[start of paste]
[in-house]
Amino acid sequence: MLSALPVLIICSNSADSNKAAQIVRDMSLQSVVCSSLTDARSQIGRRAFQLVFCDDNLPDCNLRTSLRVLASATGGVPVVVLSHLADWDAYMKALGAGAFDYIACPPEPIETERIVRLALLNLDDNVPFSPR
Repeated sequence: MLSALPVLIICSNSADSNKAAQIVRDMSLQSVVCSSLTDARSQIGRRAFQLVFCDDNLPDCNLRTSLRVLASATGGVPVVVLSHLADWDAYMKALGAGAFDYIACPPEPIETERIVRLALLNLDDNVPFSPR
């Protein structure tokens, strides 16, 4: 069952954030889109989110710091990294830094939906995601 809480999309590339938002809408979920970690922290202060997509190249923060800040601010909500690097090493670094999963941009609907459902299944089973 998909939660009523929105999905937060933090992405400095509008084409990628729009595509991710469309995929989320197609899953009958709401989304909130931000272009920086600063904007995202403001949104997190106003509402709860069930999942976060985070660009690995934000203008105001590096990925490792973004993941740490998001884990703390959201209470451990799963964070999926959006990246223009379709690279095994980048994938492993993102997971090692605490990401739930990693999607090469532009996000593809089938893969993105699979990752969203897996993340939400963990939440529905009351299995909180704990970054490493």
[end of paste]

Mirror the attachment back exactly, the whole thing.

[in-house]
Amino acid sequence: MLSALPVLIICSNSADSNKAAQIVRDMSLQSVVCSSLTDARSQIGRRAFQLVFCDDNLPDCNLRTSLRVLASATGGVPVVVLSHLADWDAYMKALGAGAFDYIACPPEPIETERIVRLALLNLDDNVPFSPR
Repeated sequence: MLSALPVLIICSNSADSNKAAQIVRDMSLQSVVCSSLTDARSQIGRRAFQLVFCDDNLPDCNLRTSLRVLASATGGVPVVVLSHLADWDAYMKALGAGAFDYIACPPEPIETERIVRLALLNLDDNVPFSPR
């Protein structure tokens, strides 16, 4: 069952954030889109989110710091990294830094939906995601 809480999309590339938002809408979920970690922290202060997509190249923060800040601010909500690097090493670094999963941009609907459902299944089973 998909939660009523929105999905937060933090992405400095509008084409990628729009595509991710469309995929989320197609899953009958709401989304909130931000272009920086600063904007995202403001949104997190106003509402709860069930999942976060985070660009690995934000203008105001590096990925490792973004993941740490998001884990703390959201209470451990799963964070999926959006990246223009379709690279095994980048994938492993993102997971090692605490990401739930990693999607090469532009996000593809089938893969993105699979990752969203897996993340939400963990939440529905009351299995909180704990970054490493």